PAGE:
Virginia Woolf is now hailed as one of the greatest, most innovative writers of our age. This landmark collection of essays by leading scholars in the field addresses the full range of her intellectual perspectives - literary, artistic, philosophical and political. The Cambridge Companion to Virginia Woolf provides original, new readings of all nine novels and fresh insight into Woolf's letters, diaries and essays allowing easy reference to individual themes and texts. The progress of Woolf's thinking is revealed from Bloomsbury aestheticism through her hatred of censorship, corruption and hierarchy to her concern with all aspects of modernism. The volume reflects the changing face of Woolf scholarship especially in the light of new feminist approaches, and explores the immense range of social and political issues behind her ongoing search for new narrative forms.
Virtue ethics has emerged from a rich history, in which both Aristotle and Aquinas have played an important role, to become one of the fastest-growing fields in contemporary ethics. In this volume of newly commissioned essays, leading moral philosophers offer a comprehensive overview of virtue ethics. They examine the theoretical structure of virtue ethics and its place in contemporary moral theory and other topics discussed include the history of virtue-based approaches to ethics, what makes these approaches distinctive, what they can say about specific practical issues and where we can expect them to go in the future. This Companion will be useful to students of virtue ethics and the history of ethics and to others who want to understand how virtue ethics is changing the face of contemporary moral philosophy.
As a leading thinker of the European Enlightenment, Voltaire is a central figure in France's collective cultural memory. The popularity of Candide has made him perhaps best known as a writer of tales. Yet these represent only a fraction of his entire oeuvre. Voltaire created a style of authorship which made him the most famous writer in Europe and turned his name into a brand for a certain style of writing and thinking. This Companion covers his plays, fiction, pamphlets, correspondence, biblical criticism, and historical, political and philosophical thought, to give a wide-ranging view of his writings. The most comprehensive book on Voltaire available in English, it makes accessible the most recent research in France as well as the English-speaking world, in a series of original essays and a guide to sources. The essays demonstrate why Voltaire remains an essential point of reference in defining the modern intellectual today.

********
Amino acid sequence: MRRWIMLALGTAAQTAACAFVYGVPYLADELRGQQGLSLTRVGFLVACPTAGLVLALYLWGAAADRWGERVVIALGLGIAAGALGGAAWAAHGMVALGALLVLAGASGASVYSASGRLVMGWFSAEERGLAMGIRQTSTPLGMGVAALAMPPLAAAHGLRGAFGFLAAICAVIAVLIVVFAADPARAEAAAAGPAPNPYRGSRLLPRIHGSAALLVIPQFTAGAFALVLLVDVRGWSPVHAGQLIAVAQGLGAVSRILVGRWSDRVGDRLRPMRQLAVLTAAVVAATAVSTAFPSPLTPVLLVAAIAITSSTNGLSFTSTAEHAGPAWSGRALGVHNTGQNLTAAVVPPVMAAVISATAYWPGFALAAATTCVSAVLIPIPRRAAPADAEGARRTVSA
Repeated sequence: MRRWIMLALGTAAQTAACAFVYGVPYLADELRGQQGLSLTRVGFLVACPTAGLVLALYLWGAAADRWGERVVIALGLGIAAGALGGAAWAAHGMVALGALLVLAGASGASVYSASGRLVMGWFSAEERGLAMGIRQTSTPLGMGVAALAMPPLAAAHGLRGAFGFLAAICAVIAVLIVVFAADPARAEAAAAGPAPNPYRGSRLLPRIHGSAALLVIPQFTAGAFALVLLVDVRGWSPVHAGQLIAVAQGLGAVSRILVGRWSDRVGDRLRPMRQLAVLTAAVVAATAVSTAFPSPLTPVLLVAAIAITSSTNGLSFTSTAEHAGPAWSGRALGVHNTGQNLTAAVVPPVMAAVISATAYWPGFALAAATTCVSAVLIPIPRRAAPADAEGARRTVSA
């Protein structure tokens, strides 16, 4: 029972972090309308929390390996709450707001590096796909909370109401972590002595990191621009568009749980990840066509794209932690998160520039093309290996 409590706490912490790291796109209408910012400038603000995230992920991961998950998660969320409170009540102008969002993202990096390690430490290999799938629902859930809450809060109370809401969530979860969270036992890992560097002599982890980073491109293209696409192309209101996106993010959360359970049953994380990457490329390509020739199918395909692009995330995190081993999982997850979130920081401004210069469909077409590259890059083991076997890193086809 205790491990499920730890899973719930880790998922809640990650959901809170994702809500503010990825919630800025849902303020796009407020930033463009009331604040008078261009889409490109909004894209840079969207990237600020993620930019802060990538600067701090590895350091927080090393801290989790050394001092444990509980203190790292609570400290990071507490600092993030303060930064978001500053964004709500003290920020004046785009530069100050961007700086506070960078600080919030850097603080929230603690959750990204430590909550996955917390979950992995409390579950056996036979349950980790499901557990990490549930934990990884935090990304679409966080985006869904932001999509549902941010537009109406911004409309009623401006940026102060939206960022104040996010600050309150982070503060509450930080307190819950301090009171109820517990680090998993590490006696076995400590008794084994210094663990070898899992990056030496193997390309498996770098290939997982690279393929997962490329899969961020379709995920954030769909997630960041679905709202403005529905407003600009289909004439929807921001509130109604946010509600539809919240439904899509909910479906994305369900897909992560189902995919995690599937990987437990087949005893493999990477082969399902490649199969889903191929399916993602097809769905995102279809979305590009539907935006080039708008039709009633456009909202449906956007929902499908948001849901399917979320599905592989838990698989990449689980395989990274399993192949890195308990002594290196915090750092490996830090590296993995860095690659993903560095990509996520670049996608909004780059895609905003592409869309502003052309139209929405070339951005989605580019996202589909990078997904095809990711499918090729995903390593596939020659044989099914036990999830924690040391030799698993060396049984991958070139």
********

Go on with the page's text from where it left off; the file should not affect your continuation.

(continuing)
This accessible and thought-provoking Companion is designed to help students experience the pleasures and challenges offered by one of the twentieth century's greatest poets. A team of international contributors examine Yeats's poetry, drama and prose in their historical and national contexts. The essays explain and synthesise major aspects and themes of his life and work: his lifelong engagement with Ireland, his complicated relationship to the English literary tradition, his literary, social, and political criticism and the evolution of his complex spiritual and religious sense. First-time readers of Yeats as well as more advanced scholars will welcome this comprehensive account of Yeats's career with its useful chronological outline and survey of the most important trends in Yeats scholarship. Taken as a whole, this Companion comprises an essential introduction for students and teachers of Yeats.
This volume brings together specially commissioned essays by some of the world's leading experts on the life and work of W. H. Auden, one of the major English-speaking poets of the twentieth century. The volume's contributors include a prize-winning poet, Auden's literary executor and editor, and his most recent, widely acclaimed biographer. It offers fresh perspectives on his work from Auden critics, alongside specialists from such diverse fields as drama, ecological and travel studies. It provides scholars, students and general readers with a comprehensive and authoritative account of Auden's life and works in clear and accessible English. Besides providing authoritative accounts of the key moments and dominant themes of his poetic development, the Companion examines his language, style and formal innovation, his prose and critical writing and his ideas about sexuality, religion, psychoanalysis, politics, landscape, ecology, and globalisation. It also contains a comprehensive bibliography of writings about Auden.